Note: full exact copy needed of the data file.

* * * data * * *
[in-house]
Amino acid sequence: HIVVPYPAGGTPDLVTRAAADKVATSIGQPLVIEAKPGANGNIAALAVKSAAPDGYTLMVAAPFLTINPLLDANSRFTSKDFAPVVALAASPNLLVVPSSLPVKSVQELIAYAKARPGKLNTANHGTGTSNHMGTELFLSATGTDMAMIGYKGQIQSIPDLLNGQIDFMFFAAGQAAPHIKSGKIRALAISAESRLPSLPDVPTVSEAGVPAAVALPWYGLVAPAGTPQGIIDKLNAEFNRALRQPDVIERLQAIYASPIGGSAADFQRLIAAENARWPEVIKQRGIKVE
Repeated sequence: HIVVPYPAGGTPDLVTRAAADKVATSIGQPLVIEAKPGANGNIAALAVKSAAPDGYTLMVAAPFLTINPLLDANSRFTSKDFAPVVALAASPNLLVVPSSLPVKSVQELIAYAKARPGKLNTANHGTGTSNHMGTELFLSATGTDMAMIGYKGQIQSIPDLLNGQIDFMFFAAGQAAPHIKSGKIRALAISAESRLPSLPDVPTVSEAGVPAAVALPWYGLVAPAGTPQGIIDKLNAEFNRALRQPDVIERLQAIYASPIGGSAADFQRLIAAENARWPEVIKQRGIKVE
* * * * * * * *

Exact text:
[in-house]
Amino acid sequence: HIVVPYPAGGTPDLVTRAAADKVATSIGQPLVIEAKPGANGNIAALAVKSAAPDGYTLMVAAPFLTINPLLDANSRFTSKDFAPVVALAASPNLLVVPSSLPVKSVQELIAYAKARPGKLNTANHGTGTSNHMGTELFLSATGTDMAMIGYKGQIQSIPDLLNGQIDFMFFAAGQAAPHIKSGKIRALAISAESRLPSLPDVPTVSEAGVPAAVALPWYGLVAPAGTPQGIIDKLNAEFNRALRQPDVIERLQAIYASPIGGSAADFQRLIAAENARWPEVIKQRGIKVE
Repeated sequence: HIVVPYPAGGTPDLVTRAAADKVATSIGQPLVIEAKPGANGNIAALAVKSAAPDGYTLMVAAPFLTINPLLDANSRFTSKDFAPVVALAASPNLLVVPSSLPVKSVQELIAYAKARPGKLNTANHGTGTSNHMGTELFLSATGTDMAMIGYKGQIQSIPDLLNGQIDFMFFAAGQAAPHIKSGKIRALAISAESRLPSLPDVPTVSEAGVPAAVALPWYGLVAPAGTPQGIIDKLNAEFNRALRQPDVIERLQAIYASPIGGSAADFQRLIAAENARWPEVIKQRGIKVE